Memphis Officials Take Action After Spike in Teen Pregnancy

Filed under: In The News, Teen Culture, Education: Tweens, Education: Teens

Prompted by news reports last week that 90 girls at one Memphis high school are pregnant or have had a baby this school year, local officials are launching initiatives to stem the tide of teen pregnancy.

Officials question the number, noting that more than three dozen girls transferred to Frayser High School to take part in a program designed specifically for teen moms. Nonetheless, they admit teen pregnancy is a serious problem.

"Do we have a community-wide issue of babies having babies? The answer is yes. Unequivocally, yes," Dr. Kriner Cash, superintendent of Memphis City Schools, tells NBC's "Today."

Despite the increase in baby bumps, though, Cash insists the students are not involved in a pregnancy pact.

One teen mom at the school has a different take on why the number is so high. Some girls, she tells the "Today" show, got pregnant by accident and others because they "think it's cute."

Tennessee ranks in the top 10 for the highest teen-pregnancy rates in the country. Also, according to 2008 numbers, Frayser is in one of four ZIP codes in Memphis where at least 25 percent of babies are born to mothers age 19 and younger, reports.

"The key is not how bad is it. The key is how many people are working on it, and by that measure I think we're off to a good start," Memphis Mayor AC Wharton says.

One new pregnancy prevention initiative is the "No Baby" awareness program, which will consist of after-school centers run by Girls, Inc. Memphis.

"The whole point of that is to teach them to say no. That's the reason this is 'No Baby.' No, we're not going to have babies. No, we're not going to have sex. Or at least we're going to be protected if we're going to do something. So, that's really our purpose, to teach these girls how to say no. They don't know how," Deborah Hester Harrison, president and chief executive officer of Girls Inc., tells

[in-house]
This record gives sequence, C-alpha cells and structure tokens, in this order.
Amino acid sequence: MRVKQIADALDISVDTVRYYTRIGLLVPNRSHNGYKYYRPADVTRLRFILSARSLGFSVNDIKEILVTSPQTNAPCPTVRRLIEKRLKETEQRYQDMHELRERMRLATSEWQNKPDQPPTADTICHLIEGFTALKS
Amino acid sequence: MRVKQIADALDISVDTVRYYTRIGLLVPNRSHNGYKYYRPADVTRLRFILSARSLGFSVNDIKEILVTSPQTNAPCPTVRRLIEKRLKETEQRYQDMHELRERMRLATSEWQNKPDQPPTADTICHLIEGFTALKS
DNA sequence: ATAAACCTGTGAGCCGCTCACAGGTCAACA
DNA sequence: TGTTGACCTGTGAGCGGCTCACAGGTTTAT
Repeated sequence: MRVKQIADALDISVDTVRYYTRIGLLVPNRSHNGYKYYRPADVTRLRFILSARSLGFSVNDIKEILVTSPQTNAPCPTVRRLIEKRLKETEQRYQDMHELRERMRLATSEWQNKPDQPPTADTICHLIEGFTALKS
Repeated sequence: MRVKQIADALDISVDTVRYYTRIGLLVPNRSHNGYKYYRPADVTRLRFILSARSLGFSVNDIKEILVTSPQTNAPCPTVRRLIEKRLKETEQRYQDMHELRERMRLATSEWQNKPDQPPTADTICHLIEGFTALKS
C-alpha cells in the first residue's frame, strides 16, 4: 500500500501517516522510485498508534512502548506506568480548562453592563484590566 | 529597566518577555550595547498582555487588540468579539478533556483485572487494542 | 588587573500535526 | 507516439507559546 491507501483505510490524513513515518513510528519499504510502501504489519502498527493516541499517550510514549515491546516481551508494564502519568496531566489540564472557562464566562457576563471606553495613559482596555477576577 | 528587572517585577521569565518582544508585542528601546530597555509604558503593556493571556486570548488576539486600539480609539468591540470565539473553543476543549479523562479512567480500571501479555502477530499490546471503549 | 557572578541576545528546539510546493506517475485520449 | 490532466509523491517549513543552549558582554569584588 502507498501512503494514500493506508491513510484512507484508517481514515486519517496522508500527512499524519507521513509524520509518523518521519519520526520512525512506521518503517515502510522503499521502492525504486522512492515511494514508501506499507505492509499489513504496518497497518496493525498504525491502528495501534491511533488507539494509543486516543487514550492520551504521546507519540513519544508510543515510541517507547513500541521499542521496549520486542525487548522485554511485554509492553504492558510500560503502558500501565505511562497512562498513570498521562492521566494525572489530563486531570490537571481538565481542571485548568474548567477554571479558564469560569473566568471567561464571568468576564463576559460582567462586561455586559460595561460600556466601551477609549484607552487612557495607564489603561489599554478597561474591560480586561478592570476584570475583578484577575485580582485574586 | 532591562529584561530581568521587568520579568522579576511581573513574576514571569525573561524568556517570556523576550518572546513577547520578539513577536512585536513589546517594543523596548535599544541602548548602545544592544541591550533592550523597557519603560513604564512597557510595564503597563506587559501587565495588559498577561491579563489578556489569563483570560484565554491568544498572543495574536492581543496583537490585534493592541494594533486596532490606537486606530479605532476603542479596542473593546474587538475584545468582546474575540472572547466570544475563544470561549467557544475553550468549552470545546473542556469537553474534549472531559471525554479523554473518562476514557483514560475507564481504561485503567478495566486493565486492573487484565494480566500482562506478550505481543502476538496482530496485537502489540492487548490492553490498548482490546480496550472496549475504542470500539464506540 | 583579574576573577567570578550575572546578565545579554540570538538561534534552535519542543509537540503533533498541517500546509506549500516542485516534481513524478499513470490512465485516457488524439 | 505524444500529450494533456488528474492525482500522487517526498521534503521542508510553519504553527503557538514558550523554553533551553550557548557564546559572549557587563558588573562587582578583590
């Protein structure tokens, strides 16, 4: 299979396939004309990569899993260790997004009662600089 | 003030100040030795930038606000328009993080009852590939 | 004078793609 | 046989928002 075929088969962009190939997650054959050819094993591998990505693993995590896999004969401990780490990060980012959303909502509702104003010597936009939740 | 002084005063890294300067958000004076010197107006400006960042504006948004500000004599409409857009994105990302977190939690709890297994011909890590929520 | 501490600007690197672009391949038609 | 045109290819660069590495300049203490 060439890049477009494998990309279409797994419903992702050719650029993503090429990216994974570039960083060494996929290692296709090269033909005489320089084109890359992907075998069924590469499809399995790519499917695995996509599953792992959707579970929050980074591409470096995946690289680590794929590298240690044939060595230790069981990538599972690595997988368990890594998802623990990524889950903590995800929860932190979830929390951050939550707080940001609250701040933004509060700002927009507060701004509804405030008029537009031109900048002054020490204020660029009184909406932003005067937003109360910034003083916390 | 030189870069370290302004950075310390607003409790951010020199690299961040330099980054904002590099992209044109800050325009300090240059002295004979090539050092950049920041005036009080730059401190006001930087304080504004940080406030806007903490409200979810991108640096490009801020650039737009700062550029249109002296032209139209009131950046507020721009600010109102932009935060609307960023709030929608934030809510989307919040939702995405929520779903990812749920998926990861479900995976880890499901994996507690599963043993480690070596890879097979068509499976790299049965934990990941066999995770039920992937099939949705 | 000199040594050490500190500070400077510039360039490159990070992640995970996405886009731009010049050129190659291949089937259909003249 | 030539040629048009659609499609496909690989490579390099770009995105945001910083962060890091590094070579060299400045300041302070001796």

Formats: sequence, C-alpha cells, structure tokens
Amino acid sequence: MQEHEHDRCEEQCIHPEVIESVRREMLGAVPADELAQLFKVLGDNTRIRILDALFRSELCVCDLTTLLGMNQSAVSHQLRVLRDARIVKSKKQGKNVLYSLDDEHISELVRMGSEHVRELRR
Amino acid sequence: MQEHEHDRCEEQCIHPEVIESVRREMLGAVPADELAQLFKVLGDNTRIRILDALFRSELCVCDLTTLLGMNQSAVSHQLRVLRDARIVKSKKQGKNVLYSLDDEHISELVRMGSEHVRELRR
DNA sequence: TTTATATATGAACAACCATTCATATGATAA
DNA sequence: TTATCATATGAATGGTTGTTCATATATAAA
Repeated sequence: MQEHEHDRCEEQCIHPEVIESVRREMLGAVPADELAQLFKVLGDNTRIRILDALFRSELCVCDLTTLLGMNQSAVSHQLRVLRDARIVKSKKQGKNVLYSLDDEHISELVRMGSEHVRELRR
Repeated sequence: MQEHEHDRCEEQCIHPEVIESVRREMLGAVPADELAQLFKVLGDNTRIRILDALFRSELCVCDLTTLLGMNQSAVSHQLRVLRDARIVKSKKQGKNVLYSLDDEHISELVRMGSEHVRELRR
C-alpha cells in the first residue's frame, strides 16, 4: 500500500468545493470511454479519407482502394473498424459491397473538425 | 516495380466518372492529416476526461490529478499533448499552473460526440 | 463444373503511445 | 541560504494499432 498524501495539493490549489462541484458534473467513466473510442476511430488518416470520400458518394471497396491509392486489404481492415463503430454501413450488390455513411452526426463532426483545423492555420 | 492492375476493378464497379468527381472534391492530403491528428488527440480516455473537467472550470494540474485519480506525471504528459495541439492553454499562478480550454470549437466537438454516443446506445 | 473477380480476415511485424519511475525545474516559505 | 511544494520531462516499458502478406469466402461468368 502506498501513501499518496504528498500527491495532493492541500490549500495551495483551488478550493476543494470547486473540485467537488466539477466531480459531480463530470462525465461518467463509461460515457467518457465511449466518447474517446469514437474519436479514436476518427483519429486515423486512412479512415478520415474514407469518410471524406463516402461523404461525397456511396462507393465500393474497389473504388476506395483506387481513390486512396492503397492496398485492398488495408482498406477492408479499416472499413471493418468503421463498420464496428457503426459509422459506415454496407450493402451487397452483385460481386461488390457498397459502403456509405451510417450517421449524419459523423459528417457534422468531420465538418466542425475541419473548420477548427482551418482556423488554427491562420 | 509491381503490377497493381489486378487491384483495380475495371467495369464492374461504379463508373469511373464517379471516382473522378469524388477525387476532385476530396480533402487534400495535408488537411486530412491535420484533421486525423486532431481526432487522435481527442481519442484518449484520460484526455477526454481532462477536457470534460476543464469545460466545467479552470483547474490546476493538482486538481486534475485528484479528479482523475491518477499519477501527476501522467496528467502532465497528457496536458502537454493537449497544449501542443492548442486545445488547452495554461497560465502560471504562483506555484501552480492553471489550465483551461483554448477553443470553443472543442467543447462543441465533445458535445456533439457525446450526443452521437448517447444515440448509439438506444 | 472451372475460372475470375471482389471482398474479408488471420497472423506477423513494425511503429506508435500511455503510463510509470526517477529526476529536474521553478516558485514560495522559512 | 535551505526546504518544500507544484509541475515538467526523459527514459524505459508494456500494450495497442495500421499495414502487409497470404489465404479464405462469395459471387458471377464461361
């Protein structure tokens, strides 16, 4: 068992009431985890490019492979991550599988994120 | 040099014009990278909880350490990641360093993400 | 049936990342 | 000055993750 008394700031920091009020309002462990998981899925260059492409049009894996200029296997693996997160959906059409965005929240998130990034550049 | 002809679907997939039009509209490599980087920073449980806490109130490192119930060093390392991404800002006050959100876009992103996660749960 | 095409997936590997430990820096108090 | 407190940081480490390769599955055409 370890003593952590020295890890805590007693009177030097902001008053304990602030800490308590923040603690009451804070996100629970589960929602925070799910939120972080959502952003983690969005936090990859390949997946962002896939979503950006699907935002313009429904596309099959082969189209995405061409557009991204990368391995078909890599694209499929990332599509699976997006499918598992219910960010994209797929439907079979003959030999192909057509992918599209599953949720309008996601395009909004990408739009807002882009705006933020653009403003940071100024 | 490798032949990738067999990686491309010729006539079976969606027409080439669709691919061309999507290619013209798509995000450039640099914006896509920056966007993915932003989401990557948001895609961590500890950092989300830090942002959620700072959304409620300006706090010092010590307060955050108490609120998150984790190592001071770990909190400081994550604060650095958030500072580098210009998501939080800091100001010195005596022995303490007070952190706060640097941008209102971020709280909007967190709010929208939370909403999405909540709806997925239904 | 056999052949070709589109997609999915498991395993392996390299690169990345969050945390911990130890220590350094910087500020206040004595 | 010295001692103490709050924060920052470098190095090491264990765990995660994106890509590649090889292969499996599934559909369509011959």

Psychologist Dale Atkins tells "Today" that both sexes need to be involved in raising awareness.

"We also have to educate the boys, too," she says. "It's not just about educating the girls."

To that end, Memphis has also announced a new program for teen boys with Le Bonheur Children's Medical Center, reports. The program includes five mentoring sessions and a three-month follow up with counselors, says Meri Armour, president and chief executive officer of Le Bonheur.

The program, called "Be Proud! Be Responsible!" is funded with a $4 million, five-year federal grant that the medical center won in September, Sara Burnett, communications manager with Le Bonheur tells ParentDish. The evidence-based program for kids ages 13 to 18 has proven effective with teen boys, though the new version will also include girls, Burnett says. In addition to sex education, it will focus on developing self-esteem and healthy behaviors.

Psychiatrist Janet Taylor tells "Today" that parents should start discussing sex with their kids early on.

"This is not just about sexual activity," Taylor says. "This is about how our young girls feel about themselves."

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AdviceMama Says:
Start by teaching him that it is safe to do so.